UN chief hails science’s contribution in addressing climate change

Secretary-General Ban Ki-moon speaks to scientists at the National Center for Atmospheric Research Mesa Labatory, in Boulder, Colorado. UN Photo

7 June 2013 – The scientific community plays a key role in finding new ways to combat climate change, Secretary-General Ban Ki-moon said today, stressing that governments must use scientific data to mobilize resources and take action against this global threat.

“The reason climate change has risen on the global agenda is because the facts don’t lie. Our world is warming, and our greenhouse gas emissions are a significant cause,” Mr. Ban told members of the National Center for Atmospheric Research in Boulder, Colorado.

“We know this thanks to you – scientists and researchers studying the data and refusing to be swayed by politics, skeptics and interest groups.”

Mr. Ban pointed out that in recent years climate change has risen to the top of the UN’s agenda as an urgent priority that is affecting all countries in increasingly extreme ways, from flooding in Asia to tornadoes in the United States and drought in the Sahel.

“We need people like you, and institutions like this, to analyze the trends, sort the data and produce useful information for forming policy,” Mr. Ban said. “Your work makes my job easier. I am committed to mobilizing political will at the highest levels to address this global challenge.”

Next year, Mr. Ban will convene a high-level meeting of world leaders to mobilize political will for a binding climate change agreement by 2015, and he emphasized that the continuous contribution of the scientific community will be crucial for decision-making in this regard.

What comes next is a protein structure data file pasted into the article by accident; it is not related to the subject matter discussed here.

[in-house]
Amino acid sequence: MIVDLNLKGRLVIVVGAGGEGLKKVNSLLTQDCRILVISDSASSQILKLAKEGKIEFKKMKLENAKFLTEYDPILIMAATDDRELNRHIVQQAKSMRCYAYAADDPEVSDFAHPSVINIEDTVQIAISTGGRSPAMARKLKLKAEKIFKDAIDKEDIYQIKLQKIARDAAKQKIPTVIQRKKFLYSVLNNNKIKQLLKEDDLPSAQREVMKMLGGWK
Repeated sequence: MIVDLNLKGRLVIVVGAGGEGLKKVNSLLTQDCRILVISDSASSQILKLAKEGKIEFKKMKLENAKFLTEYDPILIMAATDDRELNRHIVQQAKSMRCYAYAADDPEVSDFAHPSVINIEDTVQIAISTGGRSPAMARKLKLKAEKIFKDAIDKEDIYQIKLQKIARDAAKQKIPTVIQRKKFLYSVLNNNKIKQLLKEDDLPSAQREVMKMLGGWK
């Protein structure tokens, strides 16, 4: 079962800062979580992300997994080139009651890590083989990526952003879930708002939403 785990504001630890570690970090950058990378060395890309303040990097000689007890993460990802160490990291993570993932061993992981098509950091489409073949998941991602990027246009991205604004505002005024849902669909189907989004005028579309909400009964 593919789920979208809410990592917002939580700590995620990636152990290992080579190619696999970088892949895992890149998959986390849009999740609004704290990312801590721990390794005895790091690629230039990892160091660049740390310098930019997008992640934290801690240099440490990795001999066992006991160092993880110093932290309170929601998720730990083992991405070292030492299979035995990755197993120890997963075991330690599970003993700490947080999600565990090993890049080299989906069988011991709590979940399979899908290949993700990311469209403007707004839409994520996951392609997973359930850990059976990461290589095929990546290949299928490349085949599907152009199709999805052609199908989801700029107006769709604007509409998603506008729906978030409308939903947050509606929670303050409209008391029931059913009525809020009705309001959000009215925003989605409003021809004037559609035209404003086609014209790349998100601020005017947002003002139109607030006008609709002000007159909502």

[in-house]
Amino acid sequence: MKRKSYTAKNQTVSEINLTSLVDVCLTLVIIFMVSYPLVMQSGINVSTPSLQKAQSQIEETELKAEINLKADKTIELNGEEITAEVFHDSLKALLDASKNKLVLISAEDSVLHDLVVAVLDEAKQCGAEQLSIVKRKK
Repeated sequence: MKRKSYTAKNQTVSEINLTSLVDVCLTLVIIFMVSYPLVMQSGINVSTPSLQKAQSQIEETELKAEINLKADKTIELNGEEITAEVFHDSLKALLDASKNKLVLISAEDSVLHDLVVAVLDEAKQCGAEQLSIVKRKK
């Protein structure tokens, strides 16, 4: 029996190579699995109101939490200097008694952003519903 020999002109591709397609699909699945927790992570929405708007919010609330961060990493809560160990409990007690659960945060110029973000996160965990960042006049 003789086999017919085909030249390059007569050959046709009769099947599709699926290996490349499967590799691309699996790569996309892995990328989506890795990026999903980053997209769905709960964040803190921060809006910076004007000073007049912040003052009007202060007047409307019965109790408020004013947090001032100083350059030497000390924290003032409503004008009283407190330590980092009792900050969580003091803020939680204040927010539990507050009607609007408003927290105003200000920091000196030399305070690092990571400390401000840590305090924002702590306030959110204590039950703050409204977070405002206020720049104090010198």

“Over the next two years, I will engage leaders at the highest level – from governments, business, finance, science and civil society – and harness the full strength of the UN system to catalyze ambitious action to reduce emissions and strengthen climate resilience,” Mr. Ban said.

He also encouraged scientists to build collaborations that transcend borders and that help build capacity for research and decision-making in developing countries since they are often the most vulnerable to climate change and do not have the ability to generate and apply relevant climate information.

“To successfully reduce the risks posed by climate change, we will need the full engagement of everyone – including the scientists and meteorologists who have their fingers on the pulse of our planet,” Mr. Ban concluded.

Also today, the Secretary-General addressed the Denver Forum, where he spoke of three pressing global challenges: achieving sustainable development, sustainable peace and gender equity.

“Country after country, leader after leader, is recognizing that we can only tackle our challenges by taking them on together,” Mr. Ban said, stressing the importance of international cooperation. “No nation, no region, no group can do it alone.”

Mr. Ban will also give the commencement speech at the University of Denver, where he will also receive an honorary degree.


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